Category Archives: Worth Reading

Reviving Revivals

I was paging through the latest Elle magazine, looking at one of the Trends pages, when I spotted a blouse with puffed sleeves. Elaborate blouses with ruffles, voluminous sleeves and other types of flounces are in this summer. The pictured blouse turned out to be from Zara, which has quite a few variations on these romantic looks.

Zara blouse with puffed sleevesZara Victorian Style blouseZara puffed sleeve blouse with detachable sleeves

On one hand, I think “Fresh, new fun sleeves!”

On the other hand, I think, “Where have I seen these before?” I paged through my copy of How to Read a Dress by Lydia Edwards, and sure enough, there were the sleeves, on dresses from the 1830s.

Many vintage enthusiasts like to look at the latest fashions and find the vintage “original” versions. If you love the Victorian ruffles and Regency sleeves, you may be thinking “Well, I’m only going to see those in a museum, not in my local vintage shop.”

But you just might see styles like this in the 1970s and 1980s sections of your favorite vintage store. Some of you might be old enough to recall Gunne Sax prom dresses from the late 1970s or Princess Diana’s leg-of-mutton sleeves on her gowns. The 1970s and 1980s witnessed revivals of Regency and Victorian styles of dresses and blouses.

In fact, Victorian and Edwardian blouses and dresses were the first styles that were worn when wearing “vintage” was first becoming a trend in the late 1960s. Hip, edgy fashion-conscious youth would shop thrift stores and find original Victorian and Edwardian garments.

I’m currently writing a book about vintage style, and one question I often encounter is “What kinds of vintage styles were in during the _______?” (Fill in the blank with the 1970s, 1980s, 1990s, etc.). Vintage style changes along with the looks that are currently on the runways. Vintage shops in the 1980s were often destinations for 1940s and 1950s looks, while the 1960s were more popular in the 1990s.

Here’s the table I’ve been working on that summarizes what vintage looks were in when. Notice that I start each decade mid-decade rather than at the beginning. That’s because often a decade’s iconic style isn’t apparent until mid-decade, as this recent New York Times article shows when it declares – in 2017, mind you – that the style of the 2010s can finally be discerned as “covered” (i.e. modest dress). Anything that you’d add to this table summarizing what vintage styles were in for whom and from what influences? Maybe we can predict the next vintage trend…..

Table: What was in during what decade?

Copyright 2017, Nancy L. Fischer

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Filed under Research on Vintage, Vintage Clothing, Worth Reading

Taking A Count of What We Already Have

 

fiber labeled

I’m not a big fan of Black Friday. I’ve never been one to get up in the morning and take part in a shopping frenzy. In fact, I’m not a fan of early morning at all, so perhaps my aversion to Black Friday reveals that I believe retailers should give me expensive electronics and cash to get me out of bed on a holiday weekend before the sun is shining. That still might not be enough of an incentive to leave my cozy warm bed for vicious crowds and over-the-top consumerism.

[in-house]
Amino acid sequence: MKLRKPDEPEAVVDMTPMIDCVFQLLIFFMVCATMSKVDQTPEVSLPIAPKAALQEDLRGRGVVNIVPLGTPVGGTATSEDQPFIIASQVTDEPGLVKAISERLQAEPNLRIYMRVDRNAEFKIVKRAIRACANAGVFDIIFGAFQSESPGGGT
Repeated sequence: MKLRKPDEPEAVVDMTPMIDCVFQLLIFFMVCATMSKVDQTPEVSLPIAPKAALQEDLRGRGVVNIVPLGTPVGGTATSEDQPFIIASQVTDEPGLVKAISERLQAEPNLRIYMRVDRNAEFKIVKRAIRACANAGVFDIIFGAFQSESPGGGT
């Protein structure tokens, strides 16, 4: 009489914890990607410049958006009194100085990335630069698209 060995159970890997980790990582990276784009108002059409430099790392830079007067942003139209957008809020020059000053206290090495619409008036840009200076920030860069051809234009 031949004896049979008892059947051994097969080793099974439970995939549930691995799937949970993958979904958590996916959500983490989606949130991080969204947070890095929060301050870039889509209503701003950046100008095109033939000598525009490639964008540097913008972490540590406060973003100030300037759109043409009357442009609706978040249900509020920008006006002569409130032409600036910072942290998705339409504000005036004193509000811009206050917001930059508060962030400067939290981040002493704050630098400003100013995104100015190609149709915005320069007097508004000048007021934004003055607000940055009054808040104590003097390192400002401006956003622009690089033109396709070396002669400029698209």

Here’s what I did instead for Black Friday (after a late brunch, of course). I counted my clothes.

I’m taking part in an assignment I also gave my Intro to Sociology students. We are reading Elizabeth Cline’s Overdressed: The High Cost of Cheap Fashion, where Cline begins her exploration of the fast fashion industry by counting her own clothes that she had accumulated through years of bargain-hunting. She had 354 items of clothing, most of it cheaply-made fast fashion produced in Asia.

In order to not make the clothes-counting task overly burdensome for my students on Thanksgiving weekend, we are only counting our clothes that are currently in circulation – if it’s in a drawer, hanging in a closet, piled on the floor or hiding in a laundry basket, it gets counted. If it’s in a storage bin, it doesn’t get counted. Ditto for underwear, accessories, shoes, scarves, mittens, hats. That means our clothing counts are conservative. Besides just the total count of clothing items, we are also keeping track of what country of origin each item came from, for the sake of appreciating the laborers who made the shirts we wear on our backs. For my own personal interest, I also recorded brand, fiber content, whether I purchased the item locally or from a national retailer, and whether it was vintage or non-vintage.

Part of my motivation for giving this assignment over Thanksgiving weekend is I proposed it could be a fun family activity if my students could convince parents, siblings or cousins to help with the count.  So with my honey filling out an Excel spreadsheet while I went through drawers, closet, and laundry basket, the count began. The results were interesting.

In the spirit of the holiday season, I’ll present my results with pie charts. Pie charts are like little festive Christmas ornaments for sociologists. Feel free to print them, cut them out, and hang them on the tree!

Here is a pie chart illustrating the different types of clothing items in my closet, the grand total of which was 186 items of clothing (and that’s a conservative number, given I didn’t count storage).

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I was curious to see what proportion of my clothes were vintage. I have a passion for vintage, yet my vintage garments have to compete with the many t-shirts, jeans and skirts that form the staples of daily dressing. Indeed, I found that the non-vintage items dominated my wardrobe.